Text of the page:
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If I use this ferrite bead for a USB cable, what can be said about the noise attenuation for 1 MHz and 10 MHz.

The plot only shows the impedance versus frequency, whereas I would like to see the attenuation roughly for a USB cable's interference. I would like to see how much a 1 MHz and 10 MHz interference would attenuate.

Noise originating from the PC and through USB Hub goes into the System. This happens when a nearby device next to PC is activated like motor. All I want to suppress and try if I can attenuate the noise coming through earth or mains through USB cable first.

enter image description here

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    \$\begingroup\$ Attenuation is dependent on source and load impedance. So you would want to know these impedances in USB transmission. \$\endgroup\$ – Stefan Wyss Dec 12 '18 at 11:08
  • \$\begingroup\$ I see but how can i know that? I there a typical value for USB port input impedance? \$\endgroup\$ – Genzo Dec 12 '18 at 11:09
  • \$\begingroup\$ You need to show how it is being used - try adding a schematic and show where the noise source is and what circuit nodes you want attenuated. \$\endgroup\$ – Andy aka Dec 12 '18 at 11:09
  • \$\begingroup\$ @Andyaka It is used from a PC USB port to a USB Hub's port \$\endgroup\$ – Genzo Dec 12 '18 at 11:10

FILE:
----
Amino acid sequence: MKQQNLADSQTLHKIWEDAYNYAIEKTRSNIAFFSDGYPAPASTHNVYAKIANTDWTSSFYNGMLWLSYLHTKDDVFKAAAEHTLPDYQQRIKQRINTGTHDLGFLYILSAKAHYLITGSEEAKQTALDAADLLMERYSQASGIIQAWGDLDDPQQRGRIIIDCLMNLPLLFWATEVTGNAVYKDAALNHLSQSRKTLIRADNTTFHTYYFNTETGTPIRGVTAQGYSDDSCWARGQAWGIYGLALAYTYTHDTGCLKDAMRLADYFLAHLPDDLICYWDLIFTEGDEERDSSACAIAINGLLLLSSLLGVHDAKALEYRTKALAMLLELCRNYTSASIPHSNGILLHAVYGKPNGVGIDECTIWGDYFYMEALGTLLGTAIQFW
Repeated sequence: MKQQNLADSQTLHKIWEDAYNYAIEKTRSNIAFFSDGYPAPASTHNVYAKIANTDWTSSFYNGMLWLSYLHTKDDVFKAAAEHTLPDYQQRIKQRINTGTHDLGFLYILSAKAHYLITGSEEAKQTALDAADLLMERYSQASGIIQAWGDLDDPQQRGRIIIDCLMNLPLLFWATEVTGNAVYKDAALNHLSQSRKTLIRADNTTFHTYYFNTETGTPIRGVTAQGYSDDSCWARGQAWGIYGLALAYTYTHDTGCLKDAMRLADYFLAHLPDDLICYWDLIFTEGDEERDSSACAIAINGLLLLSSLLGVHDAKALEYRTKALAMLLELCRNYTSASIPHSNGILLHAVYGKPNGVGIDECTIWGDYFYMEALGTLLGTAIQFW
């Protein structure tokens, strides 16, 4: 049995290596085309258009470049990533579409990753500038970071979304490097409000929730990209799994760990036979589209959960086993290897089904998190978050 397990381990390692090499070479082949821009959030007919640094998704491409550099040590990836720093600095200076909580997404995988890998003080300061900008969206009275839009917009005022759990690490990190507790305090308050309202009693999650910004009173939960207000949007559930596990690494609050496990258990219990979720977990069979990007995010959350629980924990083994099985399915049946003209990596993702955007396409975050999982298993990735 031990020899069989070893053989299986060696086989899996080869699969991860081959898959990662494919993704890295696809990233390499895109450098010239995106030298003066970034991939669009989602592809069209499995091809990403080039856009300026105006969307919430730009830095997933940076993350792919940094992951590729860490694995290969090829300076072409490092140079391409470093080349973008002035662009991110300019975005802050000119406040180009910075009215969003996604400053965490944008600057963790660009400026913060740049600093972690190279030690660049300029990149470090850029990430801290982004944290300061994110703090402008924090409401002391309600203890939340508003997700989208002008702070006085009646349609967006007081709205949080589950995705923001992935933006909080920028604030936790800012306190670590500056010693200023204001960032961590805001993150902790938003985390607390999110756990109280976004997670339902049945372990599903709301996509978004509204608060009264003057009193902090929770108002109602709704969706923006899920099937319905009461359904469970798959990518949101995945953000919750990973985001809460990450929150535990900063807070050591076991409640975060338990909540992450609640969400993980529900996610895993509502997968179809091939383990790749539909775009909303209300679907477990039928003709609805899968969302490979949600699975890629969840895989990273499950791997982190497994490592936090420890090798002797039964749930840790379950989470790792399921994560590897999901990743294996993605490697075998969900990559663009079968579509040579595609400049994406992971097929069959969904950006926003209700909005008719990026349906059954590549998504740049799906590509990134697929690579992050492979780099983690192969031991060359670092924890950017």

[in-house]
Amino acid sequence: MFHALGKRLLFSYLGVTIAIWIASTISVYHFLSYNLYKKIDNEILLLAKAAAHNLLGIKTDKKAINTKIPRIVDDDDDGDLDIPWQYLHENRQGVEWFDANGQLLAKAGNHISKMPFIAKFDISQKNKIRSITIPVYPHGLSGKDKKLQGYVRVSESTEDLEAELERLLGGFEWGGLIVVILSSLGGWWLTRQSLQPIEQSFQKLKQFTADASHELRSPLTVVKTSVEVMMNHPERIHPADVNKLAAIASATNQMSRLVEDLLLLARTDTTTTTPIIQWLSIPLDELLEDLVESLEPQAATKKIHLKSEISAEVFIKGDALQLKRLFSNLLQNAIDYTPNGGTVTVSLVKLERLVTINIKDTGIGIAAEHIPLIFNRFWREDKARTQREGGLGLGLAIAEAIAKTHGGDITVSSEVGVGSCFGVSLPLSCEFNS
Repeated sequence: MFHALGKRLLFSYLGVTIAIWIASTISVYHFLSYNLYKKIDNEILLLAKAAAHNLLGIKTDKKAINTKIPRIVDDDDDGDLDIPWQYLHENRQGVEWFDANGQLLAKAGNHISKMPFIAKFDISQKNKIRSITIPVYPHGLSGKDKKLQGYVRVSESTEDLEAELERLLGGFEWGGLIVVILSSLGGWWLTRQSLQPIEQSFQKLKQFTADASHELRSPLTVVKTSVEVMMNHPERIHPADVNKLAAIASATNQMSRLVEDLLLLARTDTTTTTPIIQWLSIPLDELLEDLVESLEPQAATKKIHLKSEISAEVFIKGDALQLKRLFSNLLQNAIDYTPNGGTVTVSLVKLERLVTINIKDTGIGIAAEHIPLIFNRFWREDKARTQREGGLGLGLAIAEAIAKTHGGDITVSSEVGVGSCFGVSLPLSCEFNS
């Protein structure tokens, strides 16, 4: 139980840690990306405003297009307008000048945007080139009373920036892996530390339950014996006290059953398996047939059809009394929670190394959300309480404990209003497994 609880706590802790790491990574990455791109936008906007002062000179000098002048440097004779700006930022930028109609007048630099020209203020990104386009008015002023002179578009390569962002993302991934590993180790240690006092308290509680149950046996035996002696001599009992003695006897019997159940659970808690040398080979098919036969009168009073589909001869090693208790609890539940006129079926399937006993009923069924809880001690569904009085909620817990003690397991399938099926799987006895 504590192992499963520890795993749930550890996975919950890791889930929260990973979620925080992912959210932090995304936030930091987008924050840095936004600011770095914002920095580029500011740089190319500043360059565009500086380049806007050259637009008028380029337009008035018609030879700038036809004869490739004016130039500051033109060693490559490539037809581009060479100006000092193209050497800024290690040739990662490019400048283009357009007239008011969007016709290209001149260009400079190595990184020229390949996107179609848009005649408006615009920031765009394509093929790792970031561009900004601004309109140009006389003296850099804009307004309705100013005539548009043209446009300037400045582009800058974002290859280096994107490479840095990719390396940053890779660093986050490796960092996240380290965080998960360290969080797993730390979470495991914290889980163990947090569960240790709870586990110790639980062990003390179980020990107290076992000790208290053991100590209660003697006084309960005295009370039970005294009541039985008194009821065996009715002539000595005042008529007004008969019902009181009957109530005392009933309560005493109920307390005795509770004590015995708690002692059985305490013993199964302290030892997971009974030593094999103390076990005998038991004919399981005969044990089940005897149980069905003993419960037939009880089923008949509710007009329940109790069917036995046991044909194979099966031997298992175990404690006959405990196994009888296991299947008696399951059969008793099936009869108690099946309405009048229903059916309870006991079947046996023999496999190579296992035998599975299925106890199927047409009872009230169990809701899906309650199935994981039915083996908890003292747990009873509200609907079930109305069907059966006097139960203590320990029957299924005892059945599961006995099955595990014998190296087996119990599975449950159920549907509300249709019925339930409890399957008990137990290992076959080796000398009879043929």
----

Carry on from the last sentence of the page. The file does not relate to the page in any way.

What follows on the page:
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    \$\begingroup\$ Nothing you try basically makes sense until you find the silver bullet. After that it starts to make sense. Be random; try things that don't make sense. No need to worry if they don't make sense just try them and keep trying things additively until you hit the spot. Then remove stuff that you tried until it goes belly-up again. That's the only way I know how to fix these problems generally. \$\endgroup\$ – Andy aka Dec 12 '18 at 12:17
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All filters are voltage dividers, like this

schematic

simulate this circuit – Schematic created using CircuitLab

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  • \$\begingroup\$ In summary, I think you can say this: until current flows through a ferrite bead, you can't know its attenuation. If R2 is infinite, R1 doesn't attenuate. \$\endgroup\$ – glen_geek Dec 12 '18 at 16:45
  • \$\begingroup\$ But dont you guys have any idea what can R2 be roughly if it is a USB port? \$\endgroup\$ – Genzo Dec 12 '18 at 16:51
  • \$\begingroup\$ @analogsytemsrf I like this kind of circuit involved precise explanations thanx \$\endgroup\$ – Genzo Dec 12 '18 at 16:52
  • \$\begingroup\$ What will R2 be (what is the impedance) if that impedance is the input to a USB hub? Suppose you want 12,000,000 bit rate? You'll need about 20 nanosecond time constant. Suppose you need 100 ohms to terminate the USB line. The USB line needs to look resistive up to about 100MHz to minimize reflections. Thus you can insert 100 ohms into R2. What if your USB is much faster? Then the USB line still needs to look resistive, but to much faster data rates. \$\endgroup\$ – analogsystemsrf Dec 13 '18 at 14:19
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I've used something similar to get 'hash' off a usb line. I will sometimes loop the cable through a few times. (more turns) I think of this as a common mode choke. But a lot depends on where the noise/hash comes from.

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